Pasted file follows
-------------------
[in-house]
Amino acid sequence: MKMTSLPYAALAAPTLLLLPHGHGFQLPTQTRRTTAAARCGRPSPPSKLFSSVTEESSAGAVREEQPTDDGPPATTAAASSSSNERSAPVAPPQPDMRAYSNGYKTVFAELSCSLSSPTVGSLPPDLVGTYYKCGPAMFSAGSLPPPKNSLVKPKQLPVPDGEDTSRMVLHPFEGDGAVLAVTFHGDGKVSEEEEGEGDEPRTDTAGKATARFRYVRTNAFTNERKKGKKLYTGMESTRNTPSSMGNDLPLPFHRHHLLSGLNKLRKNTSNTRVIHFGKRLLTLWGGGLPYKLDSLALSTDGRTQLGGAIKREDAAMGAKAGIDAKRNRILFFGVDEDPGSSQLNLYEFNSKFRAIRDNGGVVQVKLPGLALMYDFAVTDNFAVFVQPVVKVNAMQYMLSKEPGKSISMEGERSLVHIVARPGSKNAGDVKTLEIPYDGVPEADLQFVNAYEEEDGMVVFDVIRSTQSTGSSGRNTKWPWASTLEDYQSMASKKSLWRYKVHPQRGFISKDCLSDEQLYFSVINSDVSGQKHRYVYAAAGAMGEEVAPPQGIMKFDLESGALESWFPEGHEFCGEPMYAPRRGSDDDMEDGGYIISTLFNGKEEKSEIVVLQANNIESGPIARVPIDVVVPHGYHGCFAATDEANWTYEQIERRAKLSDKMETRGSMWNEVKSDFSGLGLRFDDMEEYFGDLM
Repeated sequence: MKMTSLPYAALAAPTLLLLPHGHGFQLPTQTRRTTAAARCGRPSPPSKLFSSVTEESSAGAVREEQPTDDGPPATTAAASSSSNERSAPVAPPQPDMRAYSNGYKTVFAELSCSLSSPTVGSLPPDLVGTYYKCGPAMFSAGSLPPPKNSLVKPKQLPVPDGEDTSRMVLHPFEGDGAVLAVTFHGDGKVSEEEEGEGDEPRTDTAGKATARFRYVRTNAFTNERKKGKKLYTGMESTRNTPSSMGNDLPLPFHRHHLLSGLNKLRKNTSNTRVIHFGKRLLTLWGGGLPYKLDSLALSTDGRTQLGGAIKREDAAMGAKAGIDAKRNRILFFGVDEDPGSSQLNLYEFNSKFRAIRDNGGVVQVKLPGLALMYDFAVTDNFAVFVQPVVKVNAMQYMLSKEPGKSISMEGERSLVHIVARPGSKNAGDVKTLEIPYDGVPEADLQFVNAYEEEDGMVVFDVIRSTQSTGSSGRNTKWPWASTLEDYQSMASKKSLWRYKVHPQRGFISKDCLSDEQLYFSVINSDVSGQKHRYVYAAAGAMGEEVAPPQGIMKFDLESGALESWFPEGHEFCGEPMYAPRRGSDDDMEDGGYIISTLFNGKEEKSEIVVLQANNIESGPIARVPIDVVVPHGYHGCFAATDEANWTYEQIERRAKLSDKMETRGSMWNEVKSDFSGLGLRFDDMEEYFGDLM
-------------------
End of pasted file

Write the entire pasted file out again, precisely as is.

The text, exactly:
[in-house]
Amino acid sequence: MKMTSLPYAALAAPTLLLLPHGHGFQLPTQTRRTTAAARCGRPSPPSKLFSSVTEESSAGAVREEQPTDDGPPATTAAASSSSNERSAPVAPPQPDMRAYSNGYKTVFAELSCSLSSPTVGSLPPDLVGTYYKCGPAMFSAGSLPPPKNSLVKPKQLPVPDGEDTSRMVLHPFEGDGAVLAVTFHGDGKVSEEEEGEGDEPRTDTAGKATARFRYVRTNAFTNERKKGKKLYTGMESTRNTPSSMGNDLPLPFHRHHLLSGLNKLRKNTSNTRVIHFGKRLLTLWGGGLPYKLDSLALSTDGRTQLGGAIKREDAAMGAKAGIDAKRNRILFFGVDEDPGSSQLNLYEFNSKFRAIRDNGGVVQVKLPGLALMYDFAVTDNFAVFVQPVVKVNAMQYMLSKEPGKSISMEGERSLVHIVARPGSKNAGDVKTLEIPYDGVPEADLQFVNAYEEEDGMVVFDVIRSTQSTGSSGRNTKWPWASTLEDYQSMASKKSLWRYKVHPQRGFISKDCLSDEQLYFSVINSDVSGQKHRYVYAAAGAMGEEVAPPQGIMKFDLESGALESWFPEGHEFCGEPMYAPRRGSDDDMEDGGYIISTLFNGKEEKSEIVVLQANNIESGPIARVPIDVVVPHGYHGCFAATDEANWTYEQIERRAKLSDKMETRGSMWNEVKSDFSGLGLRFDDMEEYFGDLM
Repeated sequence: MKMTSLPYAALAAPTLLLLPHGHGFQLPTQTRRTTAAARCGRPSPPSKLFSSVTEESSAGAVREEQPTDDGPPATTAAASSSSNERSAPVAPPQPDMRAYSNGYKTVFAELSCSLSSPTVGSLPPDLVGTYYKCGPAMFSAGSLPPPKNSLVKPKQLPVPDGEDTSRMVLHPFEGDGAVLAVTFHGDGKVSEEEEGEGDEPRTDTAGKATARFRYVRTNAFTNERKKGKKLYTGMESTRNTPSSMGNDLPLPFHRHHLLSGLNKLRKNTSNTRVIHFGKRLLTLWGGGLPYKLDSLALSTDGRTQLGGAIKREDAAMGAKAGIDAKRNRILFFGVDEDPGSSQLNLYEFNSKFRAIRDNGGVVQVKLPGLALMYDFAVTDNFAVFVQPVVKVNAMQYMLSKEPGKSISMEGERSLVHIVARPGSKNAGDVKTLEIPYDGVPEADLQFVNAYEEEDGMVVFDVIRSTQSTGSSGRNTKWPWASTLEDYQSMASKKSLWRYKVHPQRGFISKDCLSDEQLYFSVINSDVSGQKHRYVYAAAGAMGEEVAPPQGIMKFDLESGALESWFPEGHEFCGEPMYAPRRGSDDDMEDGGYIISTLFNGKEEKSEIVVLQANNIESGPIARVPIDVVVPHGYHGCFAATDEANWTYEQIERRAKLSDKMETRGSMWNEVKSDFSGLGLRFDDMEEYFGDLM